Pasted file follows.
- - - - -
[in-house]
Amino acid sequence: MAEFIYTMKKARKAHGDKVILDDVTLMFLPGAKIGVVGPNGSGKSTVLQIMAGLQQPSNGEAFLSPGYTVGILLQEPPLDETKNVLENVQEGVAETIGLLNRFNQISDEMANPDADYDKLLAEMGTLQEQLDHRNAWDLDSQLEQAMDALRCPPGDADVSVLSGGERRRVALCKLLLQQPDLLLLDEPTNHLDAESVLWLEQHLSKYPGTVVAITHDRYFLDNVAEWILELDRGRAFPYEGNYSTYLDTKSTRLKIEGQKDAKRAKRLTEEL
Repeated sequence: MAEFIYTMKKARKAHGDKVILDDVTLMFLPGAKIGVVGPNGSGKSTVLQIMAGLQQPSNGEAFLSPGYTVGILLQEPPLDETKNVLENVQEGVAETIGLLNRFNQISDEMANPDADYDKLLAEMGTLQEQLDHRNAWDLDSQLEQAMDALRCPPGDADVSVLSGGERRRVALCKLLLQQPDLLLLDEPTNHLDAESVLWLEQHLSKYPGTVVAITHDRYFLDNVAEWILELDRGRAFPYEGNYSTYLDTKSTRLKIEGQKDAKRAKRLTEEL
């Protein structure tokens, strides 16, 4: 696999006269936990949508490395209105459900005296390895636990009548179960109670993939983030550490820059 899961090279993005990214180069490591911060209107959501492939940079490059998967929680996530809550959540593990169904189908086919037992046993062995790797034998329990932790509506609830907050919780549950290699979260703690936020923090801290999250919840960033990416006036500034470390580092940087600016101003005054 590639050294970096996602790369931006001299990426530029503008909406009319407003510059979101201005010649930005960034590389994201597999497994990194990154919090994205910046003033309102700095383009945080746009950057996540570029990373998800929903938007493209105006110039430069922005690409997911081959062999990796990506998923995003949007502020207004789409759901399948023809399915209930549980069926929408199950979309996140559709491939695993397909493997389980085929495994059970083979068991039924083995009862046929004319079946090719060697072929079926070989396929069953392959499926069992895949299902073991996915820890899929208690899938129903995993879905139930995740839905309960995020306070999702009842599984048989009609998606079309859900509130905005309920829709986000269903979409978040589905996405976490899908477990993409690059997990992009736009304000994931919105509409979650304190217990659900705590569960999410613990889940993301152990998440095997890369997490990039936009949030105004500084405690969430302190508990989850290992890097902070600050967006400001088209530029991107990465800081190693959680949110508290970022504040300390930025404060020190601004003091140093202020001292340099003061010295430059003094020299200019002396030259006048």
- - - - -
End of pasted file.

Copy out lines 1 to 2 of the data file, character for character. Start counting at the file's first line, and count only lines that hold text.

[in-house]
Amino acid sequence: MAEFIYTMKKARKAHGDKVILDDVTLMFLPGAKIGVVGPNGSGKSTVLQIMAGLQQPSNGEAFLSPGYTVGILLQEPPLDETKNVLENVQEGVAETIGLLNRFNQISDEMANPDADYDKLLAEMGTLQEQLDHRNAWDLDSQLEQAMDALRCPPGDADVSVLSGGERRRVALCKLLLQQPDLLLLDEPTNHLDAESVLWLEQHLSKYPGTVVAITHDRYFLDNVAEWILELDRGRAFPYEGNYSTYLDTKSTRLKIEGQKDAKRAKRLTEEL